Jupyter Notebooks are an excellent option for serving user-facing applications that exploit offchain data. These are shareable, executable notebooks containing (usually) Python code in a run-time environment in the browser - a very accessible way to share model code and analysis. Notebooks can be written and shared by a community of analysts, allowing easy programmatic access to Gitcoin data. Notebooks could be modified and used as code-legos between different groups. Jupyter Notebooks are also well-suited to running in the cloud, making access to large computing resources relatively straightforward. This is important for machine learning and AI pipelines that require batch processing and large computational resources- such as those used by the SAD model.
To maximize the power of the stack, the data storage infrastructure should expose an API that can easily be called in Jupyter Notebooks or similarly shareable code or web-applications with decentralized front-ends. This could then lead to a composable data-science stack that includes onchain and offchain data and builds a community of analysts and developers that can continually improve upon and adapt each other’s work. Extending this idea, one could imagine
pip install sybil-defense in the future.
Ultimately, this work needs to feed into Gitcoin Passport so that there is a clear pipeline from community data science activity to Sybil defense. There are many useful Sybil-signals ossified in on-chain data, but it is not immediately clear how these translate into unambiguous flags that can be used in Sybil defense. There needs to be some middleware that translates insights from community-led data analysis into Gitcoin Passport stamps. This middleware needs to evaluate evidence from community data analysis in favour of some signal being diagnostic of Sybil behaviours and turn that into a stamp or an influence on a user’s Trust Score.
A particular challenge is bootstrapping an active community. Strategies to incentivize users includes branding, marketing and monetary/non-monetary rewards for participation. Users should also be incentivized by the potential outcomes which will be valuable to project owners - specifically the improved user-experience of a composable set of anti-Sybil tools and the flexibility to apply them bespoke to their own project. Rewards could come in the form of a custom token on Ethereum or it could be bootstrapped using existing tokens such as $GTC. Non-monetary rewards could include POAPs and NFTs that could then become Gitcoin Passport stamps or features in a user’s Gitcoin Passport trust score. There could also be other incentivization schemes such as data science competitions, bounties and dedicated grant rounds, leaderboards and other forms of gamification.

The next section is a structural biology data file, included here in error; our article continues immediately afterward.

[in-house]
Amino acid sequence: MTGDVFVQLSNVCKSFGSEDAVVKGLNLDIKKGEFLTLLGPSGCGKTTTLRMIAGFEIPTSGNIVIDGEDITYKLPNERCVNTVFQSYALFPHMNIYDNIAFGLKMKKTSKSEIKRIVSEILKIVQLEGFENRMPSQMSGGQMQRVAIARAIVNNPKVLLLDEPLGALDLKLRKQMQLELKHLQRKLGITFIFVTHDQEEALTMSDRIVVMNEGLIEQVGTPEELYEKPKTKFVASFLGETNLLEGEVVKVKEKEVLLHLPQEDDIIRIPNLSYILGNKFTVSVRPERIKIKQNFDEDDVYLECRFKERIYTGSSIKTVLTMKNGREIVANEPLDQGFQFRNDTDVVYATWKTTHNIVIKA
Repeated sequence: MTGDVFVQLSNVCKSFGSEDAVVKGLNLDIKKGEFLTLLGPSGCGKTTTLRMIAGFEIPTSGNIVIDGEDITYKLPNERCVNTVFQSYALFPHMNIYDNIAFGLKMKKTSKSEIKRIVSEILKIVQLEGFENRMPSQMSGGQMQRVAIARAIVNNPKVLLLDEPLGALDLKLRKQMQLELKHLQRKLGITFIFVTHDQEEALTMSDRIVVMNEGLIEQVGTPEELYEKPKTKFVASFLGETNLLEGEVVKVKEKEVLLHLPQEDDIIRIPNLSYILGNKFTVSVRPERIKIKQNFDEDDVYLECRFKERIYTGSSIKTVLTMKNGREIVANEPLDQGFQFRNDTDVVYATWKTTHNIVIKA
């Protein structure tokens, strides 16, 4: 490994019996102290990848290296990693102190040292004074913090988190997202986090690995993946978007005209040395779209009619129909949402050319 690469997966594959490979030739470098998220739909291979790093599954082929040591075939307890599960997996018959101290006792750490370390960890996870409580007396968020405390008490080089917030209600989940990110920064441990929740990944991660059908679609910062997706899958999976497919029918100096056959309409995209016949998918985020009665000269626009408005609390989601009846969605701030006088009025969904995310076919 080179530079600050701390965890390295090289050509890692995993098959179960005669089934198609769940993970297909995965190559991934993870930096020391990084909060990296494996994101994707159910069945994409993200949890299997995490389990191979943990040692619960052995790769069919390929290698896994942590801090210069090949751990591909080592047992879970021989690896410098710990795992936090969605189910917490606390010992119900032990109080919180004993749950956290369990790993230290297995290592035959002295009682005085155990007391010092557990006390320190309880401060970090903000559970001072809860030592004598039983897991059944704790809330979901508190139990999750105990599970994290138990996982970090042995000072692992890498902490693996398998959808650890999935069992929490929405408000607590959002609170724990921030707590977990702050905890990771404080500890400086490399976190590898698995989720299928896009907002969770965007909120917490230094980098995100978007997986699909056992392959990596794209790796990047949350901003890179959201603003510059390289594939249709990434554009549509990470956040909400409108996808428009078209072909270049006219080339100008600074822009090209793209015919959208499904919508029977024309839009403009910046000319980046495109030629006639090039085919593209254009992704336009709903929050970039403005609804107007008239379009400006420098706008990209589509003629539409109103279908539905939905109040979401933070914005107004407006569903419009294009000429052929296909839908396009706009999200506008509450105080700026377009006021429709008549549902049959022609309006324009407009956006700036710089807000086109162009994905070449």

The ultimate goal of this focus on infrastructure is to build the most efficient and accessible rails for giving away our data for free. We can then encourage the community to jam on novel ways to use it in service of Sybil defense. Probably this includes generating models and insights from the data and returning them to the community as building blocks for more innovation, and especially translating data insights into Gitcoin Passport stamps.
The potential concrete outcomes from this are a more composable and more performant set of Sybil-defense tools. In the context of Grants 2.0 where project leads are responsible for managing their own grant round using a set of software tools, they could also take on responsibility for their own Sybil defenses. The data and the tools for analysing and making decisions from that data would be available and accessible such that they could be tuned specifically to the needs of an individual project and better serve their particular needs, rather than having a monolithic Sybil defense strategy as in the current grants system. Overall, the outcome is to empower the community to establish their own bespoke defenses.
Empowering the community with open data could be a substanbtial unlock for Gitcoin because it broadens participation in Sybil defense to the entire community. Instead of a dedicated team of individual being responsible for defending the entire space, the entire space becomes responsible for defending themselves and their peers.
The first step towards this goal is to define a roadmap for building an open data infrastructure that makes Gitcoin data openly available (which will be a natural part of launching Grants 2.0) and, critically, accessible and useable to as many people as possible. This means auditing the available data, devising a plan to organize and disseminate it, creating strong documentation, starting communities around data wrangling and analysis, and determining the incentive structure.
These should be topics of focus in the coming weeks.